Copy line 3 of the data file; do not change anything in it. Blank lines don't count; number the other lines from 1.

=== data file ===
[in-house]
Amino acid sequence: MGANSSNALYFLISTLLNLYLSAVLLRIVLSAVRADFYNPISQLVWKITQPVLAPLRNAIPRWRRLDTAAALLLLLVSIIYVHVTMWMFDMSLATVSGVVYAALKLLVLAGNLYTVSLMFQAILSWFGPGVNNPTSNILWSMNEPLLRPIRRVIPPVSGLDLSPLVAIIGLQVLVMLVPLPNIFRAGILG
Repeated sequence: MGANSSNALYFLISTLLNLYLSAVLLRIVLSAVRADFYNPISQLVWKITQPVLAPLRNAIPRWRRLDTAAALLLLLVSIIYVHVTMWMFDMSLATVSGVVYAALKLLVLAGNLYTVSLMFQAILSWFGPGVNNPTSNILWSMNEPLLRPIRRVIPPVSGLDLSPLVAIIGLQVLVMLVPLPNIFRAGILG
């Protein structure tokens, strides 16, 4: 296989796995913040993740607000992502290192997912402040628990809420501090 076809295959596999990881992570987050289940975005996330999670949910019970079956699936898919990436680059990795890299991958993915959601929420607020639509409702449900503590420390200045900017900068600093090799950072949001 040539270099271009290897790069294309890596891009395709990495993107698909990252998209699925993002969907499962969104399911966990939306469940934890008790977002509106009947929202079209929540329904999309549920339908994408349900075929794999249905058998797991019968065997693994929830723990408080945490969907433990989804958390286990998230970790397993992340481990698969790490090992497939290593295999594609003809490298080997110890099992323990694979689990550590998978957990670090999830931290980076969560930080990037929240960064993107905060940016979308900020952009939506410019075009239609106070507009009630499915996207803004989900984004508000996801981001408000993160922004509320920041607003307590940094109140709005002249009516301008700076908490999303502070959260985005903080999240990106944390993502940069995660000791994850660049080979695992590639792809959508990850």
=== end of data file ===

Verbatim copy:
Repeated sequence: MGANSSNALYFLISTLLNLYLSAVLLRIVLSAVRADFYNPISQLVWKITQPVLAPLRNAIPRWRRLDTAAALLLLLVSIIYVHVTMWMFDMSLATVSGVVYAALKLLVLAGNLYTVSLMFQAILSWFGPGVNNPTSNILWSMNEPLLRPIRRVIPPVSGLDLSPLVAIIGLQVLVMLVPLPNIFRAGILG